|Dec-15-03|| ||InspiredByMorphy: Boy Blackburne does have a sneaky style doesent he. I suppose they dont call him a tactician for nothing. |
|Dec-15-03|| ||Sneaky: I'm very flattered, but I think at best you could say that I have a Blackburne style. ;-) |
|Feb-20-06|| ||tefjlives: What does it mean, "hoist by his own petard"?|
|Feb-20-06|| ||Jim Bartle: I don't know the original meaning of the phrase or its source, but "hoist by his own petard" means being ruined by your own strategy or trickery.|
|Feb-20-06|| ||Calli: "a petard was a 19th Century animal trap, consisting of a rope and a bent branch that caught the desired beast by one leg as it stepped into a loop in the rope and pulled it up into the air."|
|Feb-20-06|| ||azaris: The word 'petard' means literally 'to break wind', and was used to refer to a small bomb used to breach forts in the Middle Ages. It is nowadays seldom used outside the common phrase from Hamlet.|
|Feb-20-06|| ||LoFarkas: ^^^It's a quote from Shakespeare's Hamlet (those Will wrote "with his own petard"). It means what Jim Bartle said.
|Feb-20-06|| ||Jim Bartle: Thank you, I didn't know that.
Of course, Shakespeare was terribly overrated, never deserved to be WC; all he did was string a bunch of cliches together...
|Feb-20-06|| ||azaris: <Jim Bartle> I know what you mean, I mean "To be or not to be?", how many times have we heard that one? What a hack.|
|Feb-20-06|| ||Jim Bartle: "Neither a borrower nor a lender be." Takes a lot of nerve to use that one.|
|Feb-20-06|| ||tamar: Shakespeare was good in his time, but could not handle the modern English language :)|
|Feb-20-06|| ||Jim Bartle: Seriously, could you imagine Shakespeare "pitching" a play (script) to a modern-day movie studio?|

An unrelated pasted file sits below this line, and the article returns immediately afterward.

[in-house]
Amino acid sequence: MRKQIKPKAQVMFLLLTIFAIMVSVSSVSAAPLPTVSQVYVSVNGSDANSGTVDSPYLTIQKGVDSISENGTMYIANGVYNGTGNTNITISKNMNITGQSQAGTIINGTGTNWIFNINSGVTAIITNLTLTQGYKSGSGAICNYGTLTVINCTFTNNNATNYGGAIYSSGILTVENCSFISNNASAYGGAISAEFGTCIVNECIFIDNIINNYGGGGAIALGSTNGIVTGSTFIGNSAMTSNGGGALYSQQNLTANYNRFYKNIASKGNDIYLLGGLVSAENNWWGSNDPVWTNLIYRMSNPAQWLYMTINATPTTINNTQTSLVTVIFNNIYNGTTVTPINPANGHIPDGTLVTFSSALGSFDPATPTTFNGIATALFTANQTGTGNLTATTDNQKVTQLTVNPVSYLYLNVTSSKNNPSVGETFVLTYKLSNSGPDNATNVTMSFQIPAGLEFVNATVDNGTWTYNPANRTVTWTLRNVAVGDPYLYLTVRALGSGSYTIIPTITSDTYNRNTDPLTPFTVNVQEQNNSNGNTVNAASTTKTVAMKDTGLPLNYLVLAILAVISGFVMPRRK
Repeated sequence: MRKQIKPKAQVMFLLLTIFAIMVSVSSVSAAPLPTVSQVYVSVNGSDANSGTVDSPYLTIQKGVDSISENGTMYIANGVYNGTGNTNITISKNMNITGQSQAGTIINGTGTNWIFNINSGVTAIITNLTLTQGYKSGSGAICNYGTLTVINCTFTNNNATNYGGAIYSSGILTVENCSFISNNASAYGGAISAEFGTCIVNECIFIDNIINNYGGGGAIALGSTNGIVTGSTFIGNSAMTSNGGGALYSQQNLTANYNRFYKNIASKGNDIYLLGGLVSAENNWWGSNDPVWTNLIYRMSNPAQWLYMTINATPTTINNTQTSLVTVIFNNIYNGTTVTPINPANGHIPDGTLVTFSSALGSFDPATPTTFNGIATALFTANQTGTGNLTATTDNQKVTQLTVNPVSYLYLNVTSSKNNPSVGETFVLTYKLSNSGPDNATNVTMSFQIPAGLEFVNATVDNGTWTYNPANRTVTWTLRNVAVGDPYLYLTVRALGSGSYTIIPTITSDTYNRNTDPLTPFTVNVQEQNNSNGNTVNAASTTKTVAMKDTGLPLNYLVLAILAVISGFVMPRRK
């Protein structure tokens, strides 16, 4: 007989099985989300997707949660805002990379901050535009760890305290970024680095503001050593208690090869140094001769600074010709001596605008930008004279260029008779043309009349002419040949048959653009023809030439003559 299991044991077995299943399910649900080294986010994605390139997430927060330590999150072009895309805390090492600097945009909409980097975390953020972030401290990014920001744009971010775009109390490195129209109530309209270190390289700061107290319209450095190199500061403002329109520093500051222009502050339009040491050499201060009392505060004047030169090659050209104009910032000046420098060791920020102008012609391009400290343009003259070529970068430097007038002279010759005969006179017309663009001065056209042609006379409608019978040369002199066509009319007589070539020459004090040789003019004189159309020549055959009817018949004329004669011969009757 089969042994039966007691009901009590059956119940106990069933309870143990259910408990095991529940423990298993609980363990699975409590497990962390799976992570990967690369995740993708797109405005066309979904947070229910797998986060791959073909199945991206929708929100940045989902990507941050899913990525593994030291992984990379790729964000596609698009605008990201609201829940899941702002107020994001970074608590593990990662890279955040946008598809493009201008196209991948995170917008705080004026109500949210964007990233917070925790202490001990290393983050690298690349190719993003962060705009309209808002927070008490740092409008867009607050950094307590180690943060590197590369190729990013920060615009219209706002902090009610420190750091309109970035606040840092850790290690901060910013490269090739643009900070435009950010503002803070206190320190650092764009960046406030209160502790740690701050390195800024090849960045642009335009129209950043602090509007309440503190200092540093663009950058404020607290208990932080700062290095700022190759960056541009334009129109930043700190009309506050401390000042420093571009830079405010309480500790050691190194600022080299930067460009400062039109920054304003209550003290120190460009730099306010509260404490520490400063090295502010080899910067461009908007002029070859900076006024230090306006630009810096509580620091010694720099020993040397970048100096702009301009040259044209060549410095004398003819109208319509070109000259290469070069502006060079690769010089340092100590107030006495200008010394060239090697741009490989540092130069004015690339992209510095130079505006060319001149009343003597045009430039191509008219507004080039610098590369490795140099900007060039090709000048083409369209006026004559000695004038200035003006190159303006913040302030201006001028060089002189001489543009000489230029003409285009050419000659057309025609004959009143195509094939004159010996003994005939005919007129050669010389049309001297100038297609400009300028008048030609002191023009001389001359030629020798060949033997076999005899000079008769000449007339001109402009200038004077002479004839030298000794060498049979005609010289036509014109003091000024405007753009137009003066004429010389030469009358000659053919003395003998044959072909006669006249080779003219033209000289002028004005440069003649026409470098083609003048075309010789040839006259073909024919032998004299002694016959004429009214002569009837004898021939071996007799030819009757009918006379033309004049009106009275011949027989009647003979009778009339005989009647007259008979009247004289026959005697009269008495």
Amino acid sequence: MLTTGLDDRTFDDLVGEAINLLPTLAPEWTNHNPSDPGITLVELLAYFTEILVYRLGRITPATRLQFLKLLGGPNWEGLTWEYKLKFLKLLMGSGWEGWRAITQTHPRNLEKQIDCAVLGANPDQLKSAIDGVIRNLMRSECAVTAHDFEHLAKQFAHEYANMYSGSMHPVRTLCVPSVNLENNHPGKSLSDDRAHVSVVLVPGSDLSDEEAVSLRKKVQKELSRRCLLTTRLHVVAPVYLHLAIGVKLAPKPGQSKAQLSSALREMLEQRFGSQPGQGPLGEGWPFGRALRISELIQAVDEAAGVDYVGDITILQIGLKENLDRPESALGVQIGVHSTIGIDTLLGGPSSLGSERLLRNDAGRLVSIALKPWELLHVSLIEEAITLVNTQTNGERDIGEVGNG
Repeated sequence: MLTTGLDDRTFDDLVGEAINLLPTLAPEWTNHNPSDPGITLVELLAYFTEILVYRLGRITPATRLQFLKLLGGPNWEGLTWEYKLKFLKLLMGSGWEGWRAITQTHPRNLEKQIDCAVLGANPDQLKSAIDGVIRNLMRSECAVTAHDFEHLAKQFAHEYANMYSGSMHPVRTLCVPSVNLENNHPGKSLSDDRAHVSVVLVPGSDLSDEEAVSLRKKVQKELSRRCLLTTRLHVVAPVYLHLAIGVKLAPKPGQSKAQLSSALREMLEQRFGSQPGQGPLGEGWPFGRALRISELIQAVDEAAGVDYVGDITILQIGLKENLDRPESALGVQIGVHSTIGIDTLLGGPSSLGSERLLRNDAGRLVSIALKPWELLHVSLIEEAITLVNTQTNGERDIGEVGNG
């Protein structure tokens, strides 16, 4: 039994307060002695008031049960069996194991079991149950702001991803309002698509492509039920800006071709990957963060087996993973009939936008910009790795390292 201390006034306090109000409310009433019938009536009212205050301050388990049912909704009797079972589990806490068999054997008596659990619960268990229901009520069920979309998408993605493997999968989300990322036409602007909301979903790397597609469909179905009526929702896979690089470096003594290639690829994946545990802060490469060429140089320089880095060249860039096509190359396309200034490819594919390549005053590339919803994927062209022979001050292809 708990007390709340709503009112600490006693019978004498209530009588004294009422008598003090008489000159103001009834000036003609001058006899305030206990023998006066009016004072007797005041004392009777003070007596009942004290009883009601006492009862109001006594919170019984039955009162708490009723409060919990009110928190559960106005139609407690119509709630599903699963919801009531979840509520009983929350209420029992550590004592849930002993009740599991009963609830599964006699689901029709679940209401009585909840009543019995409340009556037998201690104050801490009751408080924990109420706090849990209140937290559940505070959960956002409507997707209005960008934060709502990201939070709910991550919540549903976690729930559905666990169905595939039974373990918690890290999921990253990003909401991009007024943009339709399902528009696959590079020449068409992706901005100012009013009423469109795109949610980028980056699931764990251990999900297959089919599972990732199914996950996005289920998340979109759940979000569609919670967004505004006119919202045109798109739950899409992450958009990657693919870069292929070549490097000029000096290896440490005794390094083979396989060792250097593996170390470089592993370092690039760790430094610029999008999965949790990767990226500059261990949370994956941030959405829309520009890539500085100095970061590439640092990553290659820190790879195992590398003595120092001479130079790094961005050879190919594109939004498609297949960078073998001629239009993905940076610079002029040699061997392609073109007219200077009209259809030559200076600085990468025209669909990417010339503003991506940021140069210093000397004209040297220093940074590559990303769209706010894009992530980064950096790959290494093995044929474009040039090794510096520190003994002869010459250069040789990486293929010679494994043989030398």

Years ago there was a "Twilight Zone" on that exact subject (Burt Reynolds played Shakespeare, I kid you not), and of course the execs made him change everything until it was unrecognizable.
|Feb-20-06|| ||OBIT: Actually, Burt Reynolds (in one of his first roles) played a Marlon Brando wannabe who ridicules everything Shakespeare has to say, claiming the Old Bard knows nothing about drama. It's a genuinely funny Twilight Zone that almost never appears on TV because it's a 60-minute episode. Alas and alack....|
|Feb-20-06|| ||Jim Bartle: My motto: Why think, when you can look it up?
Obit is right. Jack Weston played Shakespeare, and Reynolds was the vain actor.
Hilarious, I'd love the chance to see it again.
|Apr-06-06|| ||DeepBlade: I dont get Blackbourne's comment on move 14.
''If ...fxe6 then Qxe5+ winning.''
Could someone explain that to me?
|Apr-06-06|| ||OBIT: I'd say the main point to Blackburne's comment is 14...fxe5 15. Qxe5+ Bxe5 16. Rf8 mate. Also:|
15...Ne7 16. Qxg7
15...Qe7 16. Qh5+ wins the queen
15...Kd8 16. Rf8+ Bxf8 17. Bxf8 followed by Qxh8 wins a piece
|Apr-07-06|| ||DeepBlade: <OBIT> Thanks for the explaination, my main error was looking at the position after 0-0-0, so Qxe5 would not give check at all, I thought it was an illegal move!|
|Nov-23-13|| ||Stonehenge: I'm sure Hamiliton should be Hamilton.|